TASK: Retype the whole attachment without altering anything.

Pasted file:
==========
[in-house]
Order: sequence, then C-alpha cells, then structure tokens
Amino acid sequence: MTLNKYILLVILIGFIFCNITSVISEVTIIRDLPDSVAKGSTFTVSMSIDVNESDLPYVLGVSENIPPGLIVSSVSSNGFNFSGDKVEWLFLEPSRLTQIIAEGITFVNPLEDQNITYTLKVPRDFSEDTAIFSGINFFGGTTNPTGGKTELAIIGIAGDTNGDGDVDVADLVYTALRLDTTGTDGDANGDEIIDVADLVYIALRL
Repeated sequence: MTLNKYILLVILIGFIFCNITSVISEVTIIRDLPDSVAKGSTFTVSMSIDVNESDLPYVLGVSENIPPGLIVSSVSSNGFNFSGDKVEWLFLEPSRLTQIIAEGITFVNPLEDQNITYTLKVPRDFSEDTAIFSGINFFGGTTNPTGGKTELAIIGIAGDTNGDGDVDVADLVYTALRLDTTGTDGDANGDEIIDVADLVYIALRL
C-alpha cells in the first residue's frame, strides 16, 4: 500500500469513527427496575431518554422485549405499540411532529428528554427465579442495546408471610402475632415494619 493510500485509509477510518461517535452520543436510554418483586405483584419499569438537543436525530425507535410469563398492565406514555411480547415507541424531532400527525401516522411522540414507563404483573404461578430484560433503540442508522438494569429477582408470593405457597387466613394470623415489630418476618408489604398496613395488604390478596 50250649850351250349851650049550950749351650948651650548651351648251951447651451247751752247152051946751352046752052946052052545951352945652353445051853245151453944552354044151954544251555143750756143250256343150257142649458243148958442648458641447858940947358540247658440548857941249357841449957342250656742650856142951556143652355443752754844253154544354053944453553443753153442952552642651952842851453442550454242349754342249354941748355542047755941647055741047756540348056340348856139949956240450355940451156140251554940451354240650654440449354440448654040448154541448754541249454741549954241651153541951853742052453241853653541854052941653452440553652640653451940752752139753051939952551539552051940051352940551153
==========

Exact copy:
[in-house]
Order: sequence, then C-alpha cells, then structure tokens
Amino acid sequence: MTLNKYILLVILIGFIFCNITSVISEVTIIRDLPDSVAKGSTFTVSMSIDVNESDLPYVLGVSENIPPGLIVSSVSSNGFNFSGDKVEWLFLEPSRLTQIIAEGITFVNPLEDQNITYTLKVPRDFSEDTAIFSGINFFGGTTNPTGGKTELAIIGIAGDTNGDGDVDVADLVYTALRLDTTGTDGDANGDEIIDVADLVYIALRL
Repeated sequence: MTLNKYILLVILIGFIFCNITSVISEVTIIRDLPDSVAKGSTFTVSMSIDVNESDLPYVLGVSENIPPGLIVSSVSSNGFNFSGDKVEWLFLEPSRLTQIIAEGITFVNPLEDQNITYTLKVPRDFSEDTAIFSGINFFGGTTNPTGGKTELAIIGIAGDTNGDGDVDVADLVYTALRLDTTGTDGDANGDEIIDVADLVYIALRL
C-alpha cells in the first residue's frame, strides 16, 4: 500500500469513527427496575431518554422485549405499540411532529428528554427465579442495546408471610402475632415494619 493510500485509509477510518461517535452520543436510554418483586405483584419499569438537543436525530425507535410469563398492565406514555411480547415507541424531532400527525401516522411522540414507563404483573404461578430484560433503540442508522438494569429477582408470593405457597387466613394470623415489630418476618408489604398496613395488604390478596 50250649850351250349851650049550950749351650948651650548651351648251951447651451247751752247152051946751352046752052946052052545951352945652353445051853245151453944552354044151954544251555143750756143250256343150257142649458243148958442648458641447858940947358540247658440548857941249357841449957342250656742650856142951556143652355443752754844253154544354053944453553443753153442952552642651952842851453442550454242349754342249354941748355542047755941647055741047756540348056340348856139949956240450355940451156140251554940451354240650654440449354440448654040448154541448754541249454741549954241651153541951853742052453241853653541854052941653452440553652640653451940752752139753051939952551539552051940051352940551153